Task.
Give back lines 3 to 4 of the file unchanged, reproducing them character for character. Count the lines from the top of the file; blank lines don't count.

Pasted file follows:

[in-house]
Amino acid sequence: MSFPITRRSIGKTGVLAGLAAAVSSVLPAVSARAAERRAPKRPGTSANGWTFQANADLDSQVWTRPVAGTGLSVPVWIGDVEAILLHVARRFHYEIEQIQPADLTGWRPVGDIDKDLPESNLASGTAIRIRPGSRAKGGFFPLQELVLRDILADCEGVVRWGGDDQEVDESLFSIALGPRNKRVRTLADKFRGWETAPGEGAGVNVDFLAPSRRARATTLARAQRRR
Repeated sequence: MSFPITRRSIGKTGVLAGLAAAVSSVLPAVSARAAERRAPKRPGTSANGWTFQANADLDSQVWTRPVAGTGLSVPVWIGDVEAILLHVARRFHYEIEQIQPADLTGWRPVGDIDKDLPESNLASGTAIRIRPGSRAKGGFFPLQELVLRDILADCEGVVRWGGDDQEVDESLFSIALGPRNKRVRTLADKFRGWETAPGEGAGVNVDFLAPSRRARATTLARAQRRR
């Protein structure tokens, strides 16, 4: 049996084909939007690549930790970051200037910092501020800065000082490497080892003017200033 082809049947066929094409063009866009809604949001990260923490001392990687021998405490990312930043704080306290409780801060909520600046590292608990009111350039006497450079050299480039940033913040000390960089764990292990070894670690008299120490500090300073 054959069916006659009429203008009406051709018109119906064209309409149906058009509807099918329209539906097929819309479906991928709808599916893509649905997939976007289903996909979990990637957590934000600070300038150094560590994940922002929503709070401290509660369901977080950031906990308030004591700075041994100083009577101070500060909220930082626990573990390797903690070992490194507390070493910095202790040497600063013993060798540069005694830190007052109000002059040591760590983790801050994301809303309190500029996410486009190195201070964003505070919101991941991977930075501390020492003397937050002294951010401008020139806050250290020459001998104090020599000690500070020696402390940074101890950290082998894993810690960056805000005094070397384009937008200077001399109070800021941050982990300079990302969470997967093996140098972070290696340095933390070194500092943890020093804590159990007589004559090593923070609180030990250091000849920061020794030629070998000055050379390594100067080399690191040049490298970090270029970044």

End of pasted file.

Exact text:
Repeated sequence: MSFPITRRSIGKTGVLAGLAAAVSSVLPAVSARAAERRAPKRPGTSANGWTFQANADLDSQVWTRPVAGTGLSVPVWIGDVEAILLHVARRFHYEIEQIQPADLTGWRPVGDIDKDLPESNLASGTAIRIRPGSRAKGGFFPLQELVLRDILADCEGVVRWGGDDQEVDESLFSIALGPRNKRVRTLADKFRGWETAPGEGAGVNVDFLAPSRRARATTLARAQRRR
């Protein structure tokens, strides 16, 4: 049996084909939007690549930790970051200037910092501020800065000082490497080892003017200033 082809049947066929094409063009866009809604949001990260923490001392990687021998405490990312930043704080306290409780801060909520600046590292608990009111350039006497450079050299480039940033913040000390960089764990292990070894670690008299120490500090300073 054959069916006659009429203008009406051709018109119906064209309409149906058009509807099918329209539906097929819309479906991928709808599916893509649905997939976007289903996909979990990637957590934000600070300038150094560590994940922002929503709070401290509660369901977080950031906990308030004591700075041994100083009577101070500060909220930082626990573990390797903690070992490194507390070493910095202790040497600063013993060798540069005694830190007052109000002059040591760590983790801050994301809303309190500029996410486009190195201070964003505070919101991941991977930075501390020492003397937050002294951010401008020139806050250290020459001998104090020599000690500070020696402390940074101890950290082998894993810690960056805000005094070397384009937008200077001399109070800021941050982990300079990302969470997967093996140098972070290696340095933390070194500092943890020093804590159990007589004559090593923070609180030990250091000849920061020794030629070998000055050379390594100067080399690191040049490298970090270029970044």